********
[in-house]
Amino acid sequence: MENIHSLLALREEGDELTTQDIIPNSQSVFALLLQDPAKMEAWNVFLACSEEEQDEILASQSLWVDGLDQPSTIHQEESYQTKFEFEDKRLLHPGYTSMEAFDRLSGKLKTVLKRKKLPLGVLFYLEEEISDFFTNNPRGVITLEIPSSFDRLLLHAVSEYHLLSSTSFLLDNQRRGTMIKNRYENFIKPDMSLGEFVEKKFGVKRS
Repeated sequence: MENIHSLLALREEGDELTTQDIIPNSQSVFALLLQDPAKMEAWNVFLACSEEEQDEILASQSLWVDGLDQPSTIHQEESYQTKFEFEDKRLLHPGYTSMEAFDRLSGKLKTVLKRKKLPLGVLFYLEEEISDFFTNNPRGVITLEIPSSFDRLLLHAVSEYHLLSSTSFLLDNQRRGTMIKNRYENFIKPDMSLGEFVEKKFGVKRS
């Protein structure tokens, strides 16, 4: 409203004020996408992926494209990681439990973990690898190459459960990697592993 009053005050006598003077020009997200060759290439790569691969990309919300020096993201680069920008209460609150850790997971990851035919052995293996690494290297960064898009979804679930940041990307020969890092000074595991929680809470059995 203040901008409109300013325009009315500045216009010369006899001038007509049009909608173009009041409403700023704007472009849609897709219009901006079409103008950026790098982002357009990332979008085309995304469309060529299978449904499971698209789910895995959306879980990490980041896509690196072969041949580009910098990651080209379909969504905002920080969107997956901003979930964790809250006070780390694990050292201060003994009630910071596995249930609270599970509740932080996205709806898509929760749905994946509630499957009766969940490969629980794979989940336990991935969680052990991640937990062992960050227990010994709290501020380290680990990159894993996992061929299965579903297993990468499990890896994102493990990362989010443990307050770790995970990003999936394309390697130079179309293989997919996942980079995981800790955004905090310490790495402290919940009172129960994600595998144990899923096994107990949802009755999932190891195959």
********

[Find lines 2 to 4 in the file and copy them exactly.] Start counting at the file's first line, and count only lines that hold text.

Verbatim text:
Amino acid sequence: MENIHSLLALREEGDELTTQDIIPNSQSVFALLLQDPAKMEAWNVFLACSEEEQDEILASQSLWVDGLDQPSTIHQEESYQTKFEFEDKRLLHPGYTSMEAFDRLSGKLKTVLKRKKLPLGVLFYLEEEISDFFTNNPRGVITLEIPSSFDRLLLHAVSEYHLLSSTSFLLDNQRRGTMIKNRYENFIKPDMSLGEFVEKKFGVKRS
Repeated sequence: MENIHSLLALREEGDELTTQDIIPNSQSVFALLLQDPAKMEAWNVFLACSEEEQDEILASQSLWVDGLDQPSTIHQEESYQTKFEFEDKRLLHPGYTSMEAFDRLSGKLKTVLKRKKLPLGVLFYLEEEISDFFTNNPRGVITLEIPSSFDRLLLHAVSEYHLLSSTSFLLDNQRRGTMIKNRYENFIKPDMSLGEFVEKKFGVKRS
């Protein structure tokens, strides 16, 4: 409203004020996408992926494209990681439990973990690898190459459960990697592993 009053005050006598003077020009997200060759290439790569691969990309919300020096993201680069920008209460609150850790997971990851035919052995293996690494290297960064898009979804679930940041990307020969890092000074595991929680809470059995 203040901008409109300013325009009315500045216009010369006899001038007509049009909608173009009041409403700023704007472009849609897709219009901006079409103008950026790098982002357009990332979008085309995304469309060529299978449904499971698209789910895995959306879980990490980041896509690196072969041949580009910098990651080209379909969504905002920080969107997956901003979930964790809250006070780390694990050292201060003994009630910071596995249930609270599970509740932080996205709806898509929760749905994946509630499957009766969940490969629980794979989940336990991935969680052990991640937990062992960050227990010994709290501020380290680990990159894993996992061929299965579903297993990468499990890896994102493990990362989010443990307050770790995970990003999936394309390697130079179309293989997919996942980079995981800790955004905090310490790495402290919940009172129960994600595998144990899923096994107990949802009755999932190891195959």